• @dondondon12.. in the interest of accuracy, when ‘rates’ per KWH are quoted by these promoters, its for the cost of GENERATION, not generation + TRANSMISSION. If you check your bill, your current rate for KWH for ‘generation’ should be 9-11 centers per KWH. If you are paying more, your supplier is ripping you off. Current EVERSROUCE rate is 10.836 per KWH. Most of us are on CAPE LIGHT Compact as a ‘default’ setting which is similar. You can choose any supplier you want but nobody charges 22 cents or even close. http://www.energyswitchma.gov/#/compare/2/1/02539/

          • not new– myob does not differentiate between generation and delivery charges.
            By the magic of accounting, My electricity is all renewable — yes , I understand that electrons do not sort themselves out and only one’s from wind farms in maine get to my house, It’s accounting– even at that, I am withing your range (10.7 cents per kwh , or for the benefit of myob, .107 DOLLARS per kwh. )
            With delivery charges of about 12 cents , that’s about 22 cents per kwh that I actually pay.
            If myob is talking only about apples, he should state that.
            So, given that we can assume myob means only generation charges, and misplaced decimals,where does he get the 33 cent figure from ? The article below states 6.5 cents per kwh on a long term contract from the proposed wind farm near us :
            https://www.renewableenergyworld.com/2018/08/01/us-offshore-wind-farm-to-sell-power-for-65-cents-per-kwh/#gref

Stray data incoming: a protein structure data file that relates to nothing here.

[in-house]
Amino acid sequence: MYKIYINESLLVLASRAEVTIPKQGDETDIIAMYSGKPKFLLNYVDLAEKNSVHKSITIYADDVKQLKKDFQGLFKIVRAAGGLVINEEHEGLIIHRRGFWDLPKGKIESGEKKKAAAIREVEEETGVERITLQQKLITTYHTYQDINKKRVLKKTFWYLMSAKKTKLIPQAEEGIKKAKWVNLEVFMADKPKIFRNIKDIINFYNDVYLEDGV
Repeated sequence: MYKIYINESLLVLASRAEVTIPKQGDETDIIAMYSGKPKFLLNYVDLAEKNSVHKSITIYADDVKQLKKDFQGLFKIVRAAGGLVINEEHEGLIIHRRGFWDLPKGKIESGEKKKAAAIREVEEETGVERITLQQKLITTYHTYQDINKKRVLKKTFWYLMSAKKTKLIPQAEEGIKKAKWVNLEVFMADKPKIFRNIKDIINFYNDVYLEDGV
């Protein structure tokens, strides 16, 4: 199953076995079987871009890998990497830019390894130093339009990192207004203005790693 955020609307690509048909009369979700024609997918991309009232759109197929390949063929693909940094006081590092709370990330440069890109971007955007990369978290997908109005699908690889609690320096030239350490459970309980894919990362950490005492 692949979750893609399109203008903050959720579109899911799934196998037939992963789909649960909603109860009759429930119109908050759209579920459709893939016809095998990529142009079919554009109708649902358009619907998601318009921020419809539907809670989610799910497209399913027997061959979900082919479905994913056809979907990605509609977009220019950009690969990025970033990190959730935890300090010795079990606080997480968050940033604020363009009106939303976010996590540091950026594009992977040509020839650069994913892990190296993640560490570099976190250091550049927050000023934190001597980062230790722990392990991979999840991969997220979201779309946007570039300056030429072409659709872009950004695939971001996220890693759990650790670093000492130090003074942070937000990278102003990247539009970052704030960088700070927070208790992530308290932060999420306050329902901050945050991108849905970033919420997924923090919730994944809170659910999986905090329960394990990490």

• Dondondon12 I’d be thrilled to pay 6.5c per kwh generation charge for renewable. Unfortunately I don’t believe it will happen. When cape wind failed years ago, their best guestimate was a wholesale price in the mid-high 20 cent range meaning consumers would be paying north of 30 cents (IF that was even accurate in the mid to high 20’s), for the generation portion only which would have tripled the ‘then’ rates, which most likely contributed to their failure despite their friend Deval mandating that utilities purchase their over-priced commodity. I cannot imagine how this outfit can make electricity for so much less than the well funded failed cape wind. time will tell.

  5. Sounds like this guys is looking for work, and found our island temperament a perfect target.
    But did I just ready president Obamas new coastal home will be about 40 ft underwater? Hard to believe such an activist in this field would make that mistake…

    • whale oil– the statement that sea level will be up 50 ft in 100 years is the opinion of the speaker, and is in now way supported by the scientific community.